One of the questions I've been asked most frequently since having my surgeries is "So how bad was it before?" It's tough to put into words, of course, and I wasn't completely aware of just how poor my sight was until after the operations. Glasses helped for a while, and I think with some eye issues over time you get used to them. Plus I was in denial, big time.
Losing the ability to recognize certain colors was what brought me back to reality. Black and dark blue slowly began looking the same, and then I couldn't distinguish any difference between orange, pink or red. I lost green and blue after that. I work with color every day with my art and sewing and quilting, so I couldn't pretend everything was okay anymore.
To give you something of a visual, this approximates what I was seeing from my left and right eye, without glasses, when I finally realized I had a problem:
Six months later this is all I could see with my glasses on:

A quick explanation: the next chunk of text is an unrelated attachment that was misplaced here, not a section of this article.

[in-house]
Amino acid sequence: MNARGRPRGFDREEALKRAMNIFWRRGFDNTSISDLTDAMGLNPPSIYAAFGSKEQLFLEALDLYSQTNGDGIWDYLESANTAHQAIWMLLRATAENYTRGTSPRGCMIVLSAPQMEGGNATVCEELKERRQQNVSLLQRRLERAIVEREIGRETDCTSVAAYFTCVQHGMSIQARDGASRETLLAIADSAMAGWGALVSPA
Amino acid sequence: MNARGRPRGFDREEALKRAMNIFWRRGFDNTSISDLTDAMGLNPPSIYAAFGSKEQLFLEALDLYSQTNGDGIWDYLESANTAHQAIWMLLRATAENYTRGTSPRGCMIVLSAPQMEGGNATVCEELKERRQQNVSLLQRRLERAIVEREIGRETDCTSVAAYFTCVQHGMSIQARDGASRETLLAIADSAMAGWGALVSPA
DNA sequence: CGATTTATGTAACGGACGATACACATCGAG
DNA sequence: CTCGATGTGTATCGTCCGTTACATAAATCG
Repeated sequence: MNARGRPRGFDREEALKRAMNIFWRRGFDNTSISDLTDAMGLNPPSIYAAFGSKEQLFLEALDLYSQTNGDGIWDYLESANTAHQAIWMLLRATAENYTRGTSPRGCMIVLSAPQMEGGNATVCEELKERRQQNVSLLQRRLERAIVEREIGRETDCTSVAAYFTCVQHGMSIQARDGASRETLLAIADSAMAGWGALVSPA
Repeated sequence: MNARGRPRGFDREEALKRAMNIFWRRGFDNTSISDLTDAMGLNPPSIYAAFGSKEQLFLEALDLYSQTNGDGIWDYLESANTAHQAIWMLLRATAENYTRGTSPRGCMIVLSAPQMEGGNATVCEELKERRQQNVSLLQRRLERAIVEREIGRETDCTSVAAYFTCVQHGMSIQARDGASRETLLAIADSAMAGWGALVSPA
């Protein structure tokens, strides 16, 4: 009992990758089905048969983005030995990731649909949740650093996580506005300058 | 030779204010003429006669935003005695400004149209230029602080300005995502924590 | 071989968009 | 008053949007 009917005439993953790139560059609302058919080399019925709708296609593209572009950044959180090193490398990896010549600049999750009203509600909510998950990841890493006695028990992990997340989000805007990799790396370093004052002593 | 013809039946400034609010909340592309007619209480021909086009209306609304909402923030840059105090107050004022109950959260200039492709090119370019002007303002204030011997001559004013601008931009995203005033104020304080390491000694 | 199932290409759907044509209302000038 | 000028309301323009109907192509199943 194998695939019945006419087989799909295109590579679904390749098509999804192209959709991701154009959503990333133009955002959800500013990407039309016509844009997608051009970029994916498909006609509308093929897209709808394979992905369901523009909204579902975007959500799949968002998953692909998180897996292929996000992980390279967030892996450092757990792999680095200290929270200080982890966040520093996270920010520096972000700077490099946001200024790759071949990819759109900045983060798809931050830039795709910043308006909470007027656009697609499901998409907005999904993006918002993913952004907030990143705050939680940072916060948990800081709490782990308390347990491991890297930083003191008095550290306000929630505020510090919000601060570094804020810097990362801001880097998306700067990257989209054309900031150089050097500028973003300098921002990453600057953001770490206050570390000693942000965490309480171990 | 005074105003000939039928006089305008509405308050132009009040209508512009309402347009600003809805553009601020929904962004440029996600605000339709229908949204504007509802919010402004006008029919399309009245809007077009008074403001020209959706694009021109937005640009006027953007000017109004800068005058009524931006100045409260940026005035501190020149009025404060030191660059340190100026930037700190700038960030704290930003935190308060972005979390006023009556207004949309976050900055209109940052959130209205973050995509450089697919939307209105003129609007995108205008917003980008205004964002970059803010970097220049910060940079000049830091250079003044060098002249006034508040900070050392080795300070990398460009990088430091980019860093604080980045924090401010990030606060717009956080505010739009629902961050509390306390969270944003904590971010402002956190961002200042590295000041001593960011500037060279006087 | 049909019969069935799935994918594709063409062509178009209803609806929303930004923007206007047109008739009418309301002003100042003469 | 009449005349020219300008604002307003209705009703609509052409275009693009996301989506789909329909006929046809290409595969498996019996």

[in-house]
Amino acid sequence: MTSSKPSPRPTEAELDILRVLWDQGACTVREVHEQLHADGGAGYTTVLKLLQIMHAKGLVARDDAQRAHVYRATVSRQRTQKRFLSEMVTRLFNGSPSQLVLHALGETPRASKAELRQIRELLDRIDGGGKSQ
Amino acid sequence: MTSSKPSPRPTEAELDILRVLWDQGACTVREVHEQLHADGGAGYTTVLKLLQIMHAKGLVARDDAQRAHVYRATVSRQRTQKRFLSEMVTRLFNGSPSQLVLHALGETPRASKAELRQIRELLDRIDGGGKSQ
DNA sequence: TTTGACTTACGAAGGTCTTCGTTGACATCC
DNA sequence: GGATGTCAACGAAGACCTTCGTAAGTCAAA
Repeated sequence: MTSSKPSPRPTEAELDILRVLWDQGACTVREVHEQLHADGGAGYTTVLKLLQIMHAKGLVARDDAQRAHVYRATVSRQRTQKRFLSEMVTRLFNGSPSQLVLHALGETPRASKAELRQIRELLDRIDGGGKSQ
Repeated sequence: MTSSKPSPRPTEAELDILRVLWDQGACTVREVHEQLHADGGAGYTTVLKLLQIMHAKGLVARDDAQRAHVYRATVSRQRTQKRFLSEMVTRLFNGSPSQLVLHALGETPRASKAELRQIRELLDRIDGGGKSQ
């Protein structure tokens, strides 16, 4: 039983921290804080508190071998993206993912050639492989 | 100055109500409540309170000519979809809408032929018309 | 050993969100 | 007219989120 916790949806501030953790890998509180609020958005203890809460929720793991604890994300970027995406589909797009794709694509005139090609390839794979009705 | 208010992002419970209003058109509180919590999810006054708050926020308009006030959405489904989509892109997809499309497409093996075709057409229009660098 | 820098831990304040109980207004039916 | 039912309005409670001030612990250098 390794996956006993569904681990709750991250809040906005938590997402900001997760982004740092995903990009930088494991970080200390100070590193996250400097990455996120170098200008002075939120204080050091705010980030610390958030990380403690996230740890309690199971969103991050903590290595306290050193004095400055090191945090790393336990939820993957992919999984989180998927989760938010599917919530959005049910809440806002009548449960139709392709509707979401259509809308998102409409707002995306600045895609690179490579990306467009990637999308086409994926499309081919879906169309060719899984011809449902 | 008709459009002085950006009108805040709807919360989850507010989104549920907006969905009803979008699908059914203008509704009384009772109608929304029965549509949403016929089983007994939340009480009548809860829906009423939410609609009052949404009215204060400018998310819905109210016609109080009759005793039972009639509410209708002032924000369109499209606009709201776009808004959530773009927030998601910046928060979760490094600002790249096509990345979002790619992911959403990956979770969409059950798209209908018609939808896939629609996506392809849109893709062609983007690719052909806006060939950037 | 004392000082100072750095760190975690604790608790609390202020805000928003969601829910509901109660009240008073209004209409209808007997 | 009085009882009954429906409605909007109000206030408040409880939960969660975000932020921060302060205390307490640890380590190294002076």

If you're wondering how much better I am post-surgery, here is the same view with what I can see now:
Other than being able to see colors again and focus, I think the most startling difference is that I can see white again. I don't think I have in a couple of years. Now the world seems dazzling, as if I've been transported to another planet where everything is bright and beautiful.
I also had no idea my bathrooms were so clean, either. What do you know, I am a good housekeeper.
All kidding aside, if you are having problems with your eyes, go and get them checked as soon as you can. I actually procrastinated a bit with mine, first thinking I was just depressed, and then blaming menopause and age. On some level I knew something was seriously wrong, but I didn't want to think about it. I had to go almost blind before I went to the doctor, and now that I can see clearly again, I know I was a complete idiot to put it off -- so don't make the same mistake.